I know that bettas don't belong in bowls, but I also know they can do well in them if properly taken care of. My bowls are 1 gallon bowls and I know how to take care of a betta in one. Mine were healthy and happy for 1-1/2 years (well, maybe not ecstatically happy, but they did well). The only reason I lost them was that I did not anticipate the dog getting into them. So, I won't be returning the betta. I just can't have him returned to that little cup and I know I can keep him well until the tank is cycled and I can return him to it.
Happy Holidays to you as well. I'm also hoping for no more losses (fingers crossed).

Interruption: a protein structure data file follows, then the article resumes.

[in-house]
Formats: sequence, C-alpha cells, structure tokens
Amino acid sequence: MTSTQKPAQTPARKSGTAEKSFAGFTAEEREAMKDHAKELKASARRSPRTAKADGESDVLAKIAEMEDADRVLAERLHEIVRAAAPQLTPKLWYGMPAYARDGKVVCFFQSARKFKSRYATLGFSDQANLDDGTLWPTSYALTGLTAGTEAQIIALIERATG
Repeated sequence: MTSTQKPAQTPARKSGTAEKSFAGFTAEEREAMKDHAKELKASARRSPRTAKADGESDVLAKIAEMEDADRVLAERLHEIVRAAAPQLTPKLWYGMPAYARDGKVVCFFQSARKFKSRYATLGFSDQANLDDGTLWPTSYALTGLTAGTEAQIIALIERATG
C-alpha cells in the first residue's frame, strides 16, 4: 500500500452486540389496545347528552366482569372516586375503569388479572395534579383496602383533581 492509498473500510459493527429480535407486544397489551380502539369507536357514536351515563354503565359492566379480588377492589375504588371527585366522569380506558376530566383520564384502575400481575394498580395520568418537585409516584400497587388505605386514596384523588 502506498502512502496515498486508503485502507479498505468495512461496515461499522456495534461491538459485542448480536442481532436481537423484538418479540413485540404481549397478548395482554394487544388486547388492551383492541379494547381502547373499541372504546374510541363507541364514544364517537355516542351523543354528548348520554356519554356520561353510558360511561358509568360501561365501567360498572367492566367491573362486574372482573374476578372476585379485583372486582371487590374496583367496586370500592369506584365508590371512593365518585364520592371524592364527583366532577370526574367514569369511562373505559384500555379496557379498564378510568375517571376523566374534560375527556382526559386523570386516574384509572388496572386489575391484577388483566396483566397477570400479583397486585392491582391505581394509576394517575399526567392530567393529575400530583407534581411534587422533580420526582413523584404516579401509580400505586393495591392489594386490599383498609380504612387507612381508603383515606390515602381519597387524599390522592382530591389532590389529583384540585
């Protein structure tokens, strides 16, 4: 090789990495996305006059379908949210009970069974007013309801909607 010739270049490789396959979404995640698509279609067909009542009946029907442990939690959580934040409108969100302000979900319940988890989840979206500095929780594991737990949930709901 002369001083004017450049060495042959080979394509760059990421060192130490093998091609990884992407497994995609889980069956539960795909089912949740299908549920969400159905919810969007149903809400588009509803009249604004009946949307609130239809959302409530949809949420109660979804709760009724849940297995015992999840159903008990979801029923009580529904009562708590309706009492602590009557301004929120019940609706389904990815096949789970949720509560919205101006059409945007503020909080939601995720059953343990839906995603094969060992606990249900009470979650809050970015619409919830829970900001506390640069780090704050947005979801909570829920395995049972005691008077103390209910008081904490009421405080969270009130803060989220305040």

I had been changing my water 100% every week and fishies fins got fried. Now he's recovering.
On a goldfish forum I read that they use bettas as fish to cycle with. And on a betta forum, they used a goldfish! LOL.
Since this is my first tank to cycle, I have no further experience. Good questions though. I hope someone can come along and answer them. I'm interested, too.
Let me see if I can help shed some light here for all.
When it comes to cycling a tank, no matter what fish you use, the conditions will turn toxic at some phase of the cycle (early on). Some fish have very strong immune systems such as the danios. Some fish are very resiliant also, like the betta. Some fish should never be used to cycle with, such as goldfish. Why not cycle with goldfish? Because they are about the dirtiest fish out there, which means the tanks tend to cycle "harder" and conditions become more extreme due to the amount of waste they produce.